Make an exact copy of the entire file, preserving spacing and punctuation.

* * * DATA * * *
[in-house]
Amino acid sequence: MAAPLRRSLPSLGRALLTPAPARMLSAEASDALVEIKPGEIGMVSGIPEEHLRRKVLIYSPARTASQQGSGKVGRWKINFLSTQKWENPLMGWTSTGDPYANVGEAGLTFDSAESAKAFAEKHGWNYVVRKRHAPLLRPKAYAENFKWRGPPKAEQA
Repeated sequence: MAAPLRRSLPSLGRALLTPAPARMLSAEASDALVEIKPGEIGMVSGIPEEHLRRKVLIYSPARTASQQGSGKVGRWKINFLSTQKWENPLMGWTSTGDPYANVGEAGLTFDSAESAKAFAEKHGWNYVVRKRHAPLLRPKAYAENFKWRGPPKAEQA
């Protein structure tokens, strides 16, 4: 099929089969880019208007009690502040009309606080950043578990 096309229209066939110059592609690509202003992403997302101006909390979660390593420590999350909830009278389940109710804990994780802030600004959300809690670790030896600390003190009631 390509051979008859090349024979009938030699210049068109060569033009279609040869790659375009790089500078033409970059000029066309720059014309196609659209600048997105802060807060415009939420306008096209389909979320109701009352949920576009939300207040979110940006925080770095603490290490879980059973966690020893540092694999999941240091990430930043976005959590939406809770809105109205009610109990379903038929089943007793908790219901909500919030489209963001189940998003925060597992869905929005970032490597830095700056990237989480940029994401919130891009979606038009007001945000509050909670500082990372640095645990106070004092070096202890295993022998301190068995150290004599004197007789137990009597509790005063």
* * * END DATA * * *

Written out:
[in-house]
Amino acid sequence: MAAPLRRSLPSLGRALLTPAPARMLSAEASDALVEIKPGEIGMVSGIPEEHLRRKVLIYSPARTASQQGSGKVGRWKINFLSTQKWENPLMGWTSTGDPYANVGEAGLTFDSAESAKAFAEKHGWNYVVRKRHAPLLRPKAYAENFKWRGPPKAEQA
Repeated sequence: MAAPLRRSLPSLGRALLTPAPARMLSAEASDALVEIKPGEIGMVSGIPEEHLRRKVLIYSPARTASQQGSGKVGRWKINFLSTQKWENPLMGWTSTGDPYANVGEAGLTFDSAESAKAFAEKHGWNYVVRKRHAPLLRPKAYAENFKWRGPPKAEQA
């Protein structure tokens, strides 16, 4: 099929089969880019208007009690502040009309606080950043578990 096309229209066939110059592609690509202003992403997302101006909390979660390593420590999350909830009278389940109710804990994780802030600004959300809690670790030896600390003190009631 390509051979008859090349024979009938030699210049068109060569033009279609040869790659375009790089500078033409970059000029066309720059014309196609659209600048997105802060807060415009939420306008096209389909979320109701009352949920576009939300207040979110940006925080770095603490290490879980059973966690020893540092694999999941240091990430930043976005959590939406809770809105109205009610109990379903038929089943007793908790219901909500919030489209963001189940998003925060597992869905929005970032490597830095700056990237989480940029994401919130891009979606038009007001945000509050909670500082990372640095645990106070004092070096202890295993022998301190068995150290004599004197007789137990009597509790005063």